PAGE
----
Solution: Change the name. Change its properties or move the Na'Vi to the floating mountains. There is too much conflicting information about this mineral. It confuses the audience and also cannot stand much scrutiny. Perhaps the mineral, besides its anti-gravitational properties is also what forms a sort of planet-wide circuitry, the very substance that allows the world's parts to communicate and come together. Since there is no reason for the Na'Vi to even know this element exists, there's no reason, other than their proximity to it to care whether it's taken away or not. Could it not have worked out that the earth beneath their settlements was mined, by them for the stone? Again, it's properties in "Avatar" make no sense while it could be an important element to the story. What if it also existed in the Na'Vi itself, the same way iron exists in human blood? Could this also have made the wrongness of the human's actions more vibrant?

These are the major issues I have with the film. I think the writing was stilted in places, especially in the beginning where it felt like we were just being told all the background parts, and rather jerkily, as they couldn't be introduced more smoothly into the story. Sigourney Weaver's character seemed to be there merely to relate information to the audience.

That's all I have for this post. Next up: Star Wars 1-3

What's it all about?

What this blog is all about:

I see movies. Not as many as I used to mostly because there seem to be fewer and fewer that are well made, engaging or without serious flaw. I used to go to the theatre once a week. Now it's more like once a month or less. So many times I've watched a film and winced as some plot hole or mechanism has made itself known and jarred me loose from being immersed in the story. Since I believe that's the whole point of storytelling in general, captivating an audience for a certain period of time so that you can get your point across, these lapses in storytelling skill really bother me.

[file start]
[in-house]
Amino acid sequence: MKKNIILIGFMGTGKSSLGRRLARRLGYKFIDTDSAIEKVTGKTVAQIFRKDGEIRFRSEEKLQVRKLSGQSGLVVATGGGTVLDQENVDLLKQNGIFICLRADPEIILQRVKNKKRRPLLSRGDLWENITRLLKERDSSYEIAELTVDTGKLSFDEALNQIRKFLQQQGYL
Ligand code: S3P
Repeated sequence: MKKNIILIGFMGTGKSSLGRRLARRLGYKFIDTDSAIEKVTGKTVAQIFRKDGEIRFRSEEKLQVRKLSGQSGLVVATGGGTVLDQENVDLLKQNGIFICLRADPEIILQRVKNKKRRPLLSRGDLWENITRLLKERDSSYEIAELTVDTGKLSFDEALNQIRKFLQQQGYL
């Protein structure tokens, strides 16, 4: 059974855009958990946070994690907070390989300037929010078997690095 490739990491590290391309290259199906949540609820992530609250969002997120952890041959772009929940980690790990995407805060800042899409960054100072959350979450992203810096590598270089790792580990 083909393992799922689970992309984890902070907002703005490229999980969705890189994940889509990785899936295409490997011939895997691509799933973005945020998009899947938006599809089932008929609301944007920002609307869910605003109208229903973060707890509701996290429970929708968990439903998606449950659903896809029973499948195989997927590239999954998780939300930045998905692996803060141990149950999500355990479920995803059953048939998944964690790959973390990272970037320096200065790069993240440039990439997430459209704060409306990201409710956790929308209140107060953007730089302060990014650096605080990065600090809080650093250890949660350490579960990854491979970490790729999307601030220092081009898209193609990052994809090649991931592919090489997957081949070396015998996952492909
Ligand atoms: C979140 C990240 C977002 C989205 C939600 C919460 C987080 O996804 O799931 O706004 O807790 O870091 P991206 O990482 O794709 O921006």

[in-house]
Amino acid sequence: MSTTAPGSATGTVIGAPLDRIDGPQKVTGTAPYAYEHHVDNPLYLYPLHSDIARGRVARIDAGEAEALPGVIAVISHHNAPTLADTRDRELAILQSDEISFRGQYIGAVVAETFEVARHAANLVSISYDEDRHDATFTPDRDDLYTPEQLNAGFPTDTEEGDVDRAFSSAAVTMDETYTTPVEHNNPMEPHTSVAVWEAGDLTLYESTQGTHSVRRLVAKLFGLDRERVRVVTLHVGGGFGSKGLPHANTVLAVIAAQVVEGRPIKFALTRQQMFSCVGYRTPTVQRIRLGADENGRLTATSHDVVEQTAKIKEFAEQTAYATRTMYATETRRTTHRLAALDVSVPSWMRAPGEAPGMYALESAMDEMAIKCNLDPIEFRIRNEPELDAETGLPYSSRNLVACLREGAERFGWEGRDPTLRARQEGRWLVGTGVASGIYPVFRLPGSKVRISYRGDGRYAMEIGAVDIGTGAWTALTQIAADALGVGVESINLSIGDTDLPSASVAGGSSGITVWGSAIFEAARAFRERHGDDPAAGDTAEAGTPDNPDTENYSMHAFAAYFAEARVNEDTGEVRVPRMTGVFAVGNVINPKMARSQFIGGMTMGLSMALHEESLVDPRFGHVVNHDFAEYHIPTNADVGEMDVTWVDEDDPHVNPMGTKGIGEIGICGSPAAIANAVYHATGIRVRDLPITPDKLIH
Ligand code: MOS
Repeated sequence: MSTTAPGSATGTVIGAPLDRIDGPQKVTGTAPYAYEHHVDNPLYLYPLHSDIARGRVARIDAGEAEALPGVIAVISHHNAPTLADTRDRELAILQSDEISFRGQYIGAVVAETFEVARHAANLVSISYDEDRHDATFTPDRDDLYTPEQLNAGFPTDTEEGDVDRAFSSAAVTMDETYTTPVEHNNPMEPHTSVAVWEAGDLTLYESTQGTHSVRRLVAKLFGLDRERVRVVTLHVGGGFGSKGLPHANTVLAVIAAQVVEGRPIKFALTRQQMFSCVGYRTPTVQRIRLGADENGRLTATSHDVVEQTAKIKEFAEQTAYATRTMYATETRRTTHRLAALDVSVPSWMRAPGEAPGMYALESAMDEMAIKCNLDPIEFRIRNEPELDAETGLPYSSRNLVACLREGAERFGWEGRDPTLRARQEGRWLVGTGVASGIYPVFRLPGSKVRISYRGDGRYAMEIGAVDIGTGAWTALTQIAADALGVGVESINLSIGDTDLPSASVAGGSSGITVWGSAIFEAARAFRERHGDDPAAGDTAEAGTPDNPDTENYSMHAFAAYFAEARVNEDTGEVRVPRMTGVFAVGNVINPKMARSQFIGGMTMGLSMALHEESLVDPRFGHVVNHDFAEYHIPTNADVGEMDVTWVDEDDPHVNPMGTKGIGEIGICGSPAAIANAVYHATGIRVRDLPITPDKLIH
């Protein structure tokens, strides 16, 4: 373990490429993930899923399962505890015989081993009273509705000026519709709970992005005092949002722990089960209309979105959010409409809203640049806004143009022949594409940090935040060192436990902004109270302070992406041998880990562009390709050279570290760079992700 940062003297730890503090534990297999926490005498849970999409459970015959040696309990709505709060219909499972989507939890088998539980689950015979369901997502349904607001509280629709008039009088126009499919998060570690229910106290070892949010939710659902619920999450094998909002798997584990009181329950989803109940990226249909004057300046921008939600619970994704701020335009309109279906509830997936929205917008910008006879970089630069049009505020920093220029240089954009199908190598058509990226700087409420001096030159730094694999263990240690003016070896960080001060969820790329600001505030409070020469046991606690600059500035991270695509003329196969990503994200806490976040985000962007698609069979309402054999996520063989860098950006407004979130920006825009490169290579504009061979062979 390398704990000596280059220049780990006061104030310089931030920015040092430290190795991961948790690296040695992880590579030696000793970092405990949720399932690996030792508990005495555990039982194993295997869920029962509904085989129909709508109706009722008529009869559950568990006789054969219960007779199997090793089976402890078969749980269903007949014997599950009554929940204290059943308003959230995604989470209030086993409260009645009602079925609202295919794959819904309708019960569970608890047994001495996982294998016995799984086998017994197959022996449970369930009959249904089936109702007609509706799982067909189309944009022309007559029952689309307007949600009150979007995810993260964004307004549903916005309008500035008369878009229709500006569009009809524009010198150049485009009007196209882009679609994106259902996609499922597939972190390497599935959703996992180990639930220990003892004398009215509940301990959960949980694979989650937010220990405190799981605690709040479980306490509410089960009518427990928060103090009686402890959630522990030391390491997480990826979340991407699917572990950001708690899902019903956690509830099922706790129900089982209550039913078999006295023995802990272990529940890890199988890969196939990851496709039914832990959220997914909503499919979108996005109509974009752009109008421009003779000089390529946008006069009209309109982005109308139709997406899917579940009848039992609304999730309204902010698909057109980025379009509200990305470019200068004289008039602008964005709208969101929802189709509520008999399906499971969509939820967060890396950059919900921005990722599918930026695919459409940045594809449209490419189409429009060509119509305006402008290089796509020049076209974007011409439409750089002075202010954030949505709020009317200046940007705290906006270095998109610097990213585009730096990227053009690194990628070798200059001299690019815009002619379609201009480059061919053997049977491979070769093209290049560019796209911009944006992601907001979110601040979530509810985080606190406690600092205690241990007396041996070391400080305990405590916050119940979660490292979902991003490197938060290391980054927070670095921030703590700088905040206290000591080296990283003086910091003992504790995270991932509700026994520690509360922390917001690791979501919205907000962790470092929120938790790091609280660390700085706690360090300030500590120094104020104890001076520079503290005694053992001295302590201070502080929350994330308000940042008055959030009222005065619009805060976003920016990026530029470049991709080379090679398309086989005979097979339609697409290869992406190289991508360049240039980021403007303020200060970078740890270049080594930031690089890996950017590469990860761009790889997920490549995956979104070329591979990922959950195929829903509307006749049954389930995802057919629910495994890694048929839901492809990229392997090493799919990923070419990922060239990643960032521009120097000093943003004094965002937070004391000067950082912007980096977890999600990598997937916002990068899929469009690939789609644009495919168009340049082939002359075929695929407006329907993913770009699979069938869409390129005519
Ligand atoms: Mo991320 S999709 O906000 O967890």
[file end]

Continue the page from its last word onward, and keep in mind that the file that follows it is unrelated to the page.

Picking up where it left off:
So I started this blog to offer up what I see as 'fixes' for movies I've seen. Likely, I couldn't do any better than anyone in Hollywood. On the other hand, I may have a point. These are my opinions only and are done for my own amusement and, in some cases, to exorcise film-demons from my head. I think it likely also a good exercise as I wish to be a storyteller myself.

Comments are totally welcome, but I reserve the right to remove those that are not constructive to the point of being insulting or mere trolling. This is meant to be a creative exercise. I do not intend to 'bash,' but to offer my own solutions to what I see as problems in a given film. Some might argue with my definition of or identification of any given 'problem' in any given film. So be it. Art of all types engenders strong convictions.

Regardless of whether or not people agree with me, thanks for reading the blog.